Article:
Sunday, January 2, 2011

Scarlet Street


Comparisons are odious, but here goes anyway. If you want to see if a terrific melodrama about art, watch Scarlet Street, the 1945 Fritz Lang film. Wonderful script and performances, too. Edward G. Robinson is very touching as the archetypal little man bedevilled by not one but two she-wolves. Dan Duryea is enormously energetic as a cad. The script is both thoughtful and witty. Eventually, The Robinson character is revenged on both women, but it costs him. The film also works as an examination of art and commerce. Unlike the film I'm comparing this one to, it lets the audience think. Also I must mention, the studio apartment in which the plot advances is to die for - apparently there was a time when studio apartment meant, you know, an apartment with a studio IN it. The Hayes commission makes an appearance by forcing the director to stick a bed (referred to as a couch) in the living room to imply goings on. Excerpt on Youtube here

You have a problem with perspective, dontcha?
                                           - Johnny Prince

18 comments:

Jasmine said...

Sounds good to me Susan. Happy New Year! Thank you for the card, I love it. Did you get mine yet? xxxJ

Chris David Richards said...

There's something unsettling about the picture. It might be the blood red curtains, or the violent look in his eyes.

Tom said...

amazing likeness--but i hope to see him smiling in the movie

California Girl said...

I've never heard of this movie which surprizes me. Sounds great! Love your "odious" critique. Very British of you.

Nice caricature of E.G. too.

Ladrón de Basura (a.k.a. Junk Thief) said...

I really love this film, and it has some really nice dark bits of humor along the way. E.G. was a great gangster, but I love him even more in this type of role as a decent older man who will eventually stand up for himself when pushed too far.

California Girl said...

went & viewed the YouTube segment...
I am hooked. Now I have to find the movie to watch in entirety. I stopped watching when the harridan wife came home and accused him of copying another artist. What a twist. Robinson is soooo pathetically naive. I always hate that. Joan Bennett is the conniving mistress,
"They'll be masterpieces!"

ArtSparker said...

Cg- on instant play on netflix. The same team of actors and director made the earlier "Woman in the Window" - not sure about the scriptwriter for that.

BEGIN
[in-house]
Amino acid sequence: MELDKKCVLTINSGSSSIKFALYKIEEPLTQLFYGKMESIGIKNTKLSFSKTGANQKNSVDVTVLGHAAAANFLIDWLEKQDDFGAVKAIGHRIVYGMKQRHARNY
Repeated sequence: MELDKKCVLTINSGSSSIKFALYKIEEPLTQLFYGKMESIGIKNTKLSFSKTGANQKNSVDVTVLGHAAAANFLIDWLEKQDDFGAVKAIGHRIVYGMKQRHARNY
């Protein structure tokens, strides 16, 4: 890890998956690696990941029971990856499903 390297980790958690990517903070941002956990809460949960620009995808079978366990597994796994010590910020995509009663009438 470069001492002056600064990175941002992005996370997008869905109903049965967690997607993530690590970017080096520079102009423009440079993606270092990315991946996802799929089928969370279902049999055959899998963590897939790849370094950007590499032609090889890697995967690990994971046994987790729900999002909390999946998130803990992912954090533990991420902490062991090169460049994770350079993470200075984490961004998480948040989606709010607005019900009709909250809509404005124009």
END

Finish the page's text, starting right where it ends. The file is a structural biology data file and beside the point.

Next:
Celeste Bergin said...

I can hear your Edward G. saying ...."Nyah, nyah". Too bad he was so typecast by that--but those idiosyncrasies were also a lot of fun--knowing what to expect was half the fun back in yesteryear. He was a wonderful actor. I love your drawing of him...great resemblance and the are around the paint brush is wonderful.

Eva said...

Yes, great similarity; I recognized him before I had a glimpse on this movie clip. I'd love to see so many more original movies, but our country seems to be obsessed by dubbing, we hardly ever see the original on tv which I think is a shame.

steve said...

Thanks for the review/recommendation Susan. Of course I loved Metropolis, and the theme here sounds like something I'd be interested in for sure.

ma grande folle de soeur said...

Your possibilities are always amazing. Happy 2011! :)

Titus said...

Stunning! Love the physique, the brush as weapon and that red.

grrl + dog said...

who would have thought a studio apartment had it's origins there?

Almost too obvious to mention.

Since my studio is the erstwhile booted-from-nest step son's room, I guess it's a studio house?

hmm.. not quite the same ring to it.

urbandon (Don Pezzano) said...

Sounds good and juicy- will check it out.

Dam Ferreira said...

very nice

Charles Gramlich said...

One of the nastiest she-wolves on film is in the Twilight Zone episode, "Time enough at last." The little man's wife. Oh wow.

Tomás Serrano said...

Many time since you left a movies´ celebrity at your blog. Beautiful image according the film.

Totalfeckineejit said...

Edward (Gee Mrs) Robinson never looked so cool.